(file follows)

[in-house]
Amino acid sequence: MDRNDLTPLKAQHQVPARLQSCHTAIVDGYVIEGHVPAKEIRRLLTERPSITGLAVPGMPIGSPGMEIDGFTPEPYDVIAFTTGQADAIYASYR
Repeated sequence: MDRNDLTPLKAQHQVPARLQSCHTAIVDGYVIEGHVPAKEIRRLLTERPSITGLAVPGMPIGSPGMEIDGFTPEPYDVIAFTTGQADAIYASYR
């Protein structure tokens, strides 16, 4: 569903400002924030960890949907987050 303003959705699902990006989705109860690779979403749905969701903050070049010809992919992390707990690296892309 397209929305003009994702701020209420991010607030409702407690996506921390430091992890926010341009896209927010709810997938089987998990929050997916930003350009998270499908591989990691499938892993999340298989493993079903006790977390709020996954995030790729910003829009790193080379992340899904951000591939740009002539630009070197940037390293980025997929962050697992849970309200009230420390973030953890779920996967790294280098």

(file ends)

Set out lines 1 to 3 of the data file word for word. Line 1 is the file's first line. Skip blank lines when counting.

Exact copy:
[in-house]
Amino acid sequence: MDRNDLTPLKAQHQVPARLQSCHTAIVDGYVIEGHVPAKEIRRLLTERPSITGLAVPGMPIGSPGMEIDGFTPEPYDVIAFTTGQADAIYASYR
Repeated sequence: MDRNDLTPLKAQHQVPARLQSCHTAIVDGYVIEGHVPAKEIRRLLTERPSITGLAVPGMPIGSPGMEIDGFTPEPYDVIAFTTGQADAIYASYR